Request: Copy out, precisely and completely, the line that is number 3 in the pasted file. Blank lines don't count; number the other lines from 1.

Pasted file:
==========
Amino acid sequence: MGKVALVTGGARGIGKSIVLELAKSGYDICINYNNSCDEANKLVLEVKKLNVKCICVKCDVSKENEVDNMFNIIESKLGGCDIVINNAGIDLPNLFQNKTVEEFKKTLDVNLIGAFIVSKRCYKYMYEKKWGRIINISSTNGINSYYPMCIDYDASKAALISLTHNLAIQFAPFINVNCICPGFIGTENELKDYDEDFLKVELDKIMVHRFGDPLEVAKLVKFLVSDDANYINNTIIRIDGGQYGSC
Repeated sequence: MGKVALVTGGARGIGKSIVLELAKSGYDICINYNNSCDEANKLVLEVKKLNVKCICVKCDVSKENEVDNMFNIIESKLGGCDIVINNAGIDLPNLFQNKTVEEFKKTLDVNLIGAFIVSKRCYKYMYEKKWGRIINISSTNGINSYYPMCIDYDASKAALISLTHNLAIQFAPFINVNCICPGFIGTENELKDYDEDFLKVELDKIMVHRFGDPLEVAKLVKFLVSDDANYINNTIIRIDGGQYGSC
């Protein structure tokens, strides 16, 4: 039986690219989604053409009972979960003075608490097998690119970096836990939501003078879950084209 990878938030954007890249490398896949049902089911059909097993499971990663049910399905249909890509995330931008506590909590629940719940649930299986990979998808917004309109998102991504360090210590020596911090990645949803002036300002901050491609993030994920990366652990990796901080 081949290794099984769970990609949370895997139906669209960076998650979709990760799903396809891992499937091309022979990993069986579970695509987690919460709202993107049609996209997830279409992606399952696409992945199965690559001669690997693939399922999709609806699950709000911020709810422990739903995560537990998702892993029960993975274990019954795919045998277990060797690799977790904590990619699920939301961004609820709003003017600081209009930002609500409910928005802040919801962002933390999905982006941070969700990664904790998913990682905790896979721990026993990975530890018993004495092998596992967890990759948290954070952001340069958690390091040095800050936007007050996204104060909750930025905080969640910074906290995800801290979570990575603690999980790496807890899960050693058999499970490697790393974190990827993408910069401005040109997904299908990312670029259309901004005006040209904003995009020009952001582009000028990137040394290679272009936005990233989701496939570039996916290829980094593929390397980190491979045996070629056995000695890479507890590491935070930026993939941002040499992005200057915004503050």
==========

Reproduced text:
């Protein structure tokens, strides 16, 4: 039986690219989604053409009972979960003075608490097998690119970096836990939501003078879950084209 990878938030954007890249490398896949049902089911059909097993499971990663049910399905249909890509995330931008506590909590629940719940649930299986990979998808917004309109998102991504360090210590020596911090990645949803002036300002901050491609993030994920990366652990990796901080 081949290794099984769970990609949370895997139906669209960076998650979709990760799903396809891992499937091309022979990993069986579970695509987690919460709202993107049609996209997830279409992606399952696409992945199965690559001669690997693939399922999709609806699950709000911020709810422990739903995560537990998702892993029960993975274990019954795919045998277990060797690799977790904590990619699920939301961004609820709003003017600081209009930002609500409910928005802040919801962002933390999905982006941070969700990664904790998913990682905790896979721990026993990975530890018993004495092998596992967890990759948290954070952001340069958690390091040095800050936007007050996204104060909750930025905080969640910074906290995800801290979570990575603690999980790496807890899960050693058999499970490697790393974190990827993408910069401005040109997904299908990312670029259309901004005006040209904003995009020009952001582009000028990137040394290679272009936005990233989701496939570039996916290829980094593929390397980190491979045996070629056995000695890479507890590491935070930026993939941002040499992005200057915004503050």